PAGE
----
Judicial Review

Judicial Review

THE HANS INDIA |   Nov 14,2017 , 11:22 PM IST

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Judicial review is the power of the Supreme Court to review actions taken by the legislative branch and the executive branch (president) and decide whether or not those actions are legal under the Constitution.

Telangana Chief Minister K Chandrashekar Rao is confident the Centre will accept the state’s demand to include the state legislation in the 9th Schedule of the Indian Constitution to this effect but said the state will approach the Supreme Court if necessary.

The inclusion in the 9th Schedule will provide the legislation immunity from judicial review. Once a law is enacted and included in the Ninth Schedule, it gets protection under Article 31-B (validation of certain Acts and Regulations) and is not subject to judicial scrutiny.

The power of Judicial Review is incorporated in Articles 226 and 227 of the Constitution insofar as the High Courts are concerned. In regard to the Supreme Court Articles 32 and 136 of the Constitution, the judiciary in India has come to control by judicial review every aspect of governmental and public functions.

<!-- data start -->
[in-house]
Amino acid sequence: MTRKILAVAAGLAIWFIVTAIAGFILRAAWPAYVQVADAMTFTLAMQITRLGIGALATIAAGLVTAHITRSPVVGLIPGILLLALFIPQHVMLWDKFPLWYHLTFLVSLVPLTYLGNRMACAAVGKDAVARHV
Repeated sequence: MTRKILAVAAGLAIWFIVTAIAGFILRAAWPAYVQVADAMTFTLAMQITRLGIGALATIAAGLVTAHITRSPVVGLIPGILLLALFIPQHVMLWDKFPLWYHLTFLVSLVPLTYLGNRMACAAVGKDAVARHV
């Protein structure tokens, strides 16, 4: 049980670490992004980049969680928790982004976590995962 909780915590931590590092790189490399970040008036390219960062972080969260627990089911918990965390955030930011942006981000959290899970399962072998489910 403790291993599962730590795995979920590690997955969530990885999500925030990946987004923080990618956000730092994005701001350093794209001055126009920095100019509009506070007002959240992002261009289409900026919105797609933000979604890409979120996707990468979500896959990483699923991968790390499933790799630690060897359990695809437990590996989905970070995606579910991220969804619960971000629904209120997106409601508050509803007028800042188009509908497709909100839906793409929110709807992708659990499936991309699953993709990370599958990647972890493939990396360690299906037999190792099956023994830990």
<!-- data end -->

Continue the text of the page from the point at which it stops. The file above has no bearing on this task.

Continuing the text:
In the celebrated case of Keshavanda Bharathi v. State of Kerela, the Supreme Court of India the propounded the basic structure doctrine according to which it said the legislature can amend the Constitution, but it should not change the basic structure of the Constitution, The Judges made no attempt to define the basic structure of the Constitution in clear terms.

S.M. Sikri, C.J mentioned five basic features: 1. Supremacy of the Constitution; 2. Republican and democratic form of Government; 3. Secular character of the Constitution; 4. Separation of powers between the legislature, the executive and the judiciary; and 5. Federal character of the Constitution, according to  www.mondaq.com

In a very significant judgment in January this year, a nine-judge Bench of the Supreme Court gave a ruling that there could not be any blanket immunity from judicial review of laws inserted in the Ninth Schedule of the Constitution.  

"The power to grant absolute immunity at will is not compatible with the basic structure doctrine and, therefore, after April 24, 1973 the laws included in the Ninth Schedule would not have absolute immunity.

The validity of such laws can be challenged on the touchstone of basic structure such as reflected in Article 21 read with Article 14 and Article 19, Article 15 and the principles underlying these Articles," the Bench said.



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